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I was interested to see an article on this topic in the latest edition of Evangelicals Now.

Tim and Lois Wells explore the place of contextualization in preaching the gospel (‘The Contextualised Gospel — delightful, doubtful, or damnable?’ Evangelicals Now, February 2021). I was disappointed that they couldn’t find a place for it.

What is abundantly clear is that we should not change the core Christian message.

What is less clear is what responsibility and freedom we have in how we present that message.

To what extent should we engage in what Matthew Kim describes as “Cultural Intelligence?”

What Kim means by this term is that we need to be aware of the shaping influences of the people we are addressing in our preaching. This involves us asking ‘how will these listeners hear what we are saying’?

Preachers need to be aware that even if they preach the same message to different congregations, the way people hear the message will be very different. This listening is not designed to shape a different gospel for different contexts but to shape a sensitivity to the cultural filters that can obscure the clear hearing of that gospel.

Kim explores this concept further in the book Finding our Voice: A Vison for Asian North American Preaching, co-authored with Daniel L. Wong. (Lexham Press, 2020)

“Contextualization, when done appropriately, is not hazardous to evangelical Christianity. Rather, it is imperative for interpreting Scripture faithfully in view of ethnic and cultural variances that cannot and should not be ignored.” (p. 55)

Scripture addresses me, but not every Scripture passage is directly speaking to my situation or setting. When I engage in the process of transposing the message of Scripture to my situation and setting, I am involved in a process of contextualization. Do we see this happening in Scripture? I think we do.

Scripture does this in the way it expresses itself in different contexts. For example, in Luke’s Gospel, which appears to have a mainly Gentile target audience we have Jesus talking about the “Kingdom of God.” In Matthew’s Gospel, which appears to have a mainly Jewish target audience we see Jesus use the term “Kingdom of Heaven.” We assume that this is out of respect for Jewish readers who are reticent about speaking or writing the divine name. It is interesting to see how even in the 21st Century Jewish writers when using the divine name will spell it G-D.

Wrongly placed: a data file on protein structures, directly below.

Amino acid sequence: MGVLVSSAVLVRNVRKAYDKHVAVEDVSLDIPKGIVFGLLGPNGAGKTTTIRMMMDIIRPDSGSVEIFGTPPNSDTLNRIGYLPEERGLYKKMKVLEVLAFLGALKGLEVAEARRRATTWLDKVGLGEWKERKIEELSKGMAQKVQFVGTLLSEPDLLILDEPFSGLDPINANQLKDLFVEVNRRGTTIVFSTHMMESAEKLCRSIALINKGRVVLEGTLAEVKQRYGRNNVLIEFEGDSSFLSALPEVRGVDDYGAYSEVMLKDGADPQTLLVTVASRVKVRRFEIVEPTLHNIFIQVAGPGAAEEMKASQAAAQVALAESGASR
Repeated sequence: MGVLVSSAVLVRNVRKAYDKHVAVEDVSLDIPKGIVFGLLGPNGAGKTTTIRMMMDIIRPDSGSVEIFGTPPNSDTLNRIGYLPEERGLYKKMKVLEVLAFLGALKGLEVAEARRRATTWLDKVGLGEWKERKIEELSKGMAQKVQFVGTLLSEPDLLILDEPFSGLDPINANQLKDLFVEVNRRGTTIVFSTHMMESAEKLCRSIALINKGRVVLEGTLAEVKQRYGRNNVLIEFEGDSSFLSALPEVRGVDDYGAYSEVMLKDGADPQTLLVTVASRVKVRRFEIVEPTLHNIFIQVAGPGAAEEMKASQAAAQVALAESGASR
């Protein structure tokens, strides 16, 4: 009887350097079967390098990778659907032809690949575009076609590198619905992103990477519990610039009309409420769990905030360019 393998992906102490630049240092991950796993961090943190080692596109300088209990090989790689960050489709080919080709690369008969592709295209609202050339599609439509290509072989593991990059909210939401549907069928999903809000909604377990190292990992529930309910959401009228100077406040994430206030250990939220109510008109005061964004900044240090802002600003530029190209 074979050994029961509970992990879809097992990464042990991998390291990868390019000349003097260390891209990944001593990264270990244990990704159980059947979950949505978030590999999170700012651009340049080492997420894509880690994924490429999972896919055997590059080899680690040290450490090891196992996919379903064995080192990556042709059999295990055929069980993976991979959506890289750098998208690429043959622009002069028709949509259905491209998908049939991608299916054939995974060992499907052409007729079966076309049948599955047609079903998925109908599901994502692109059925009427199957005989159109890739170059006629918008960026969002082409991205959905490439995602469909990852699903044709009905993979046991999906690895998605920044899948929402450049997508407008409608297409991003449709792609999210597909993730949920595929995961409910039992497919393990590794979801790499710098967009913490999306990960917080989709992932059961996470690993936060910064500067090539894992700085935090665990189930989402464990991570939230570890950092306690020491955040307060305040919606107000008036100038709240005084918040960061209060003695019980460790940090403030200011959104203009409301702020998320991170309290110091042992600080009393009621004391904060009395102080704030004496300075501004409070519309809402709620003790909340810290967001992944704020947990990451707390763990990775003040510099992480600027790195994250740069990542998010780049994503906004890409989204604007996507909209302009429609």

Therefore, we see in this adjustment of language an attempt at sensitive contextualization.

Looking at Paul preaching in Lystra and Athens in Acts 14 and 17, we seem to see an example of the same core message being preached to a society that has no Bible. Yet in each setting the way that the sermon is preached is very different. Paul was university trained in Tarsus, known to be a popular stop on the Greek Philosophers’ trail, and he was also an artisan with a trade. Preachers need to be culturally aware, think clearly and retain the common touch.

It is also worth thinking about the three times that the story of Paul’s conversion appears in the Acts of the Apostles. Why the repetition? It does fall into line with Luke’s habit of writing in patterns of threes. Yet, might it also have something to do with how the story needs to be retold differently in three diverse contexts?

One of the examples given in the Evangelicals Now article is that of the notion of shame and honour. The authors find no evidence of this in the key gospel texts they use for their case study. Yet the concept can be observed in the wider biblical story.

The story of Adam and Eve hiding (Genesis 3), the indirect approach to David by Nathan when exposing the king’s guilt (2 Samuel 12) and the healing of Naaman (2 Kings 5). In the New Testament the concept can be seen particular in the parables of Jesus: the prodigal (Luke 15), the shrewd manager (Luke 16), and the persistent widow (Luke 18).

Perhaps the key thing to remember is that there is no Greenwich Mean Time of gospel understanding.

No one looks at the gospel through culture-free lenses. The assumption of the article is that a Western lens for viewing the message of Scripture is the default option for biblical communicators. This is to forget that the source documents from which we derive our biblical understanding were shaped in the Ancient Near East.

Maybe a little bit of humility and flexibility on this issue will help us listen with care and speak with sensitivity?

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